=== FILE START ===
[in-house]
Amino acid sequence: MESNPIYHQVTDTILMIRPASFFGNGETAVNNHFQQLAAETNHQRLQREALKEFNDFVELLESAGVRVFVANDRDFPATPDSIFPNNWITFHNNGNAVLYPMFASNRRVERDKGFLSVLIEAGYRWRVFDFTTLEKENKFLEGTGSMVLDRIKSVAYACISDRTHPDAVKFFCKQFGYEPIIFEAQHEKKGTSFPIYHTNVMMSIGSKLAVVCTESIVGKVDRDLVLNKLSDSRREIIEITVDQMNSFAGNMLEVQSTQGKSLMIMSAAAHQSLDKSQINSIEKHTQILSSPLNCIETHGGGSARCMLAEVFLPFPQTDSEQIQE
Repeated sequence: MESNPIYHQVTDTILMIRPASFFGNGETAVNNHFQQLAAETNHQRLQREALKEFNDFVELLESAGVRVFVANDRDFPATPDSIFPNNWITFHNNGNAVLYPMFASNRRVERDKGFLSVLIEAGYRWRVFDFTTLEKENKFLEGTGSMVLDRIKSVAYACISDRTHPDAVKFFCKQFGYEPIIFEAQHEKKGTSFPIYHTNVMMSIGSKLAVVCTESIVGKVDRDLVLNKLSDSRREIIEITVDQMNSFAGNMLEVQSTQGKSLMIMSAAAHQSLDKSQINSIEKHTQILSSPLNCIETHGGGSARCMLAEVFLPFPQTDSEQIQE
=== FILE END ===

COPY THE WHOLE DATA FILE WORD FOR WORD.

[in-house]
Amino acid sequence: MESNPIYHQVTDTILMIRPASFFGNGETAVNNHFQQLAAETNHQRLQREALKEFNDFVELLESAGVRVFVANDRDFPATPDSIFPNNWITFHNNGNAVLYPMFASNRRVERDKGFLSVLIEAGYRWRVFDFTTLEKENKFLEGTGSMVLDRIKSVAYACISDRTHPDAVKFFCKQFGYEPIIFEAQHEKKGTSFPIYHTNVMMSIGSKLAVVCTESIVGKVDRDLVLNKLSDSRREIIEITVDQMNSFAGNMLEVQSTQGKSLMIMSAAAHQSLDKSQINSIEKHTQILSSPLNCIETHGGGSARCMLAEVFLPFPQTDSEQIQE
Repeated sequence: MESNPIYHQVTDTILMIRPASFFGNGETAVNNHFQQLAAETNHQRLQREALKEFNDFVELLESAGVRVFVANDRDFPATPDSIFPNNWITFHNNGNAVLYPMFASNRRVERDKGFLSVLIEAGYRWRVFDFTTLEKENKFLEGTGSMVLDRIKSVAYACISDRTHPDAVKFFCKQFGYEPIIFEAQHEKKGTSFPIYHTNVMMSIGSKLAVVCTESIVGKVDRDLVLNKLSDSRREIIEITVDQMNSFAGNMLEVQSTQGKSLMIMSAAAHQSLDKSQINSIEKHTQILSSPLNCIETHGGGSARCMLAEVFLPFPQTDSEQIQE